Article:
| 36°C, Wind N at 27 km/h, 10% Humidity|Zuma, Sudan Wikipedia
Zuma is a village and burial ground about 25 miles (40 km) downstream from Jebel Barkal in what is now Sudan. It lies about 10 kilometres (6.2 mi) south of El-Kurru, in the Napatan Region, on the right side of the Nile. The cemetery was visited several times by researchers in the last two hundred years, but there were only brief descriptions written, and no excavations. A plan was drawn up during the expedition of Karl Richard Lepsius. UNESCO inscribed Zuma's 20 hectares as a world cultural heritage site in 2003.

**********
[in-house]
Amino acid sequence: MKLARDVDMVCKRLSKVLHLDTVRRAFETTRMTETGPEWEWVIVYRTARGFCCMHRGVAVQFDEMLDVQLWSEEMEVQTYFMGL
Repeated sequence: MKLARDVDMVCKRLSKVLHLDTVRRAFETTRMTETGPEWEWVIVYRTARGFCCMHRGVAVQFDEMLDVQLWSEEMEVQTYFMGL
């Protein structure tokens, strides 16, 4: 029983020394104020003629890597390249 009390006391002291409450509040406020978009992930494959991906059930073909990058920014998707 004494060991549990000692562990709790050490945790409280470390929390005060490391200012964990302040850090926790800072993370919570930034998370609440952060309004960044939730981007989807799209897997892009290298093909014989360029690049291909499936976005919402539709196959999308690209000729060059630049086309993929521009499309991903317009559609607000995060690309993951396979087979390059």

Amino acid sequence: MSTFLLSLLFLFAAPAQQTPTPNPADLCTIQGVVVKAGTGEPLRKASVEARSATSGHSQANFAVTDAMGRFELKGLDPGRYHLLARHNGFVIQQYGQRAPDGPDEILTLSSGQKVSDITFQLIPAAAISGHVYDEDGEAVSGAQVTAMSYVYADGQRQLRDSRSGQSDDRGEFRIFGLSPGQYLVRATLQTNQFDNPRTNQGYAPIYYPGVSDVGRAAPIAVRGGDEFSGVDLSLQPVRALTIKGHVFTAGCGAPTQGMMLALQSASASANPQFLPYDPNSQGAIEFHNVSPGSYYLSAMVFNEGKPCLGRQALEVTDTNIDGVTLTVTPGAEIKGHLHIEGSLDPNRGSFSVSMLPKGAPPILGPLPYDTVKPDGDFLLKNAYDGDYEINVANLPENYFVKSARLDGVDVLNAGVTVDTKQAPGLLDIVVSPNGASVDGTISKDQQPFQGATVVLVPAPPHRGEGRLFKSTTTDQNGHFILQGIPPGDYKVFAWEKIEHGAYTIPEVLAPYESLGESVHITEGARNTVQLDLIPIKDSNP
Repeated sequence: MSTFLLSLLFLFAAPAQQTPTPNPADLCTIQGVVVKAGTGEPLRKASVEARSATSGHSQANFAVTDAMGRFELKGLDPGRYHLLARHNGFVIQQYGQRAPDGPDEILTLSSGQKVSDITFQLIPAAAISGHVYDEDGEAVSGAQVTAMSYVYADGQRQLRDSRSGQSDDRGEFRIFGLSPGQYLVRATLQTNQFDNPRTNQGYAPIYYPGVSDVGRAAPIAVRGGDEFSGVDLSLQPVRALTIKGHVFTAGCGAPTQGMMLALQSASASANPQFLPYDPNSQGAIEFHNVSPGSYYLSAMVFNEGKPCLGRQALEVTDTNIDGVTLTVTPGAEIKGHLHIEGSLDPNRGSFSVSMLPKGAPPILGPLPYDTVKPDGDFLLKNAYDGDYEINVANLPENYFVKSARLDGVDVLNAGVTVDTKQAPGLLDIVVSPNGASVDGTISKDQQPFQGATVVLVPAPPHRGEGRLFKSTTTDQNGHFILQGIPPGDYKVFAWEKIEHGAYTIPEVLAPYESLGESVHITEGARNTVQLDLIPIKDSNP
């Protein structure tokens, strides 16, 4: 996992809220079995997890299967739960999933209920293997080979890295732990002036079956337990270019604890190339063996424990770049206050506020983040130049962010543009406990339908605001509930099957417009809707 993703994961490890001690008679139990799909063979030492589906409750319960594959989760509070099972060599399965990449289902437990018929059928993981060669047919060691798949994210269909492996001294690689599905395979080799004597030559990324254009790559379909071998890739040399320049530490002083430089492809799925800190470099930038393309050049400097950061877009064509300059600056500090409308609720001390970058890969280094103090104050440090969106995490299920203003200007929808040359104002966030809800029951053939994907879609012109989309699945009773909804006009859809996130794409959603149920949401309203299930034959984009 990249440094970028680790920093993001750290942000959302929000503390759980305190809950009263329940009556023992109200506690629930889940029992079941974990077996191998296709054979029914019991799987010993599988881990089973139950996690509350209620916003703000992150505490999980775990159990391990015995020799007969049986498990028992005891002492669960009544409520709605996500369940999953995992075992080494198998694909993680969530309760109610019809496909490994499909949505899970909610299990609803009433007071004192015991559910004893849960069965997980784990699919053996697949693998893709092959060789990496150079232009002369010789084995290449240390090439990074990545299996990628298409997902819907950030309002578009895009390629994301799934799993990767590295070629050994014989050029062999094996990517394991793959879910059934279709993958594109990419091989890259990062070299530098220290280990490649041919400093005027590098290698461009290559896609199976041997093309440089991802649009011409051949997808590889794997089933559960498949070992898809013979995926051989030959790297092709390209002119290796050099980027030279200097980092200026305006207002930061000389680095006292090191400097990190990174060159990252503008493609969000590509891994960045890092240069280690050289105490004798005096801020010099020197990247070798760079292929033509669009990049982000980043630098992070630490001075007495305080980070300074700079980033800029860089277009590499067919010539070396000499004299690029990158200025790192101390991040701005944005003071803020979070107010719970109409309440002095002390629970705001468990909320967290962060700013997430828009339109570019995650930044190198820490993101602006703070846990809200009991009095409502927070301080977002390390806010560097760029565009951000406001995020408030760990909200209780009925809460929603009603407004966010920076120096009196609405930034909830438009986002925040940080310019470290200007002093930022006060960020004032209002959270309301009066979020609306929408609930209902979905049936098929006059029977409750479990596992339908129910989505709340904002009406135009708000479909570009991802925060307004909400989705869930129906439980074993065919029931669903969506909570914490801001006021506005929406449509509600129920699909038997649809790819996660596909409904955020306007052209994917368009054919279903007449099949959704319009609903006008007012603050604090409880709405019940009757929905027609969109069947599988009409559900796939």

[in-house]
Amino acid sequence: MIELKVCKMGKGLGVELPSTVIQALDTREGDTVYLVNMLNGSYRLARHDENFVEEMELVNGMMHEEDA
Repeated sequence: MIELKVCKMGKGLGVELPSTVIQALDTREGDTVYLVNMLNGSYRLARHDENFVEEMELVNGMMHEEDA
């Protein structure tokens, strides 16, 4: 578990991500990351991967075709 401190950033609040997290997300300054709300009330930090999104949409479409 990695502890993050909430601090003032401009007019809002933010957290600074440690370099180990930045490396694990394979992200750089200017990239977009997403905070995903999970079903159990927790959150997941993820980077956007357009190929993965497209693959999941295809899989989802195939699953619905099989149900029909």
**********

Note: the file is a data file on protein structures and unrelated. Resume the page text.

Modern, systematic excavations began in December 2004 by a Polish-Sudanese team. On the surface, 29 grave mounds are seen. Three grave types are distinguished, mainly based on the grave mound. Type I consists of hills, which are completely covered with stones. The grave mounds have a diameter of 25–53 metres (82–174 ft) and were 6–13.5 metres (20–44 ft) high. The hills of type II have a diameter of 21–31 metres (69–102 ft). They are built of sand and loose stones. A stone ring that goes around the hill keeps them together. The underground burial shaft is M-shaped (when viewed from above) and has two chambers, one for the funeral and the other for the grave goods. The hills of type III are flat and less than 1 metre (3 ft 3 in) high. They have a diameter of 9–20 metres (30–66 ft) and only a single grave chamber. All grave chambers were robbed. However, they showed evidence of having contained pottery, beads, metal fragments and animal bones. Ceramics found in the graves dated late 5th and early 6th centuries.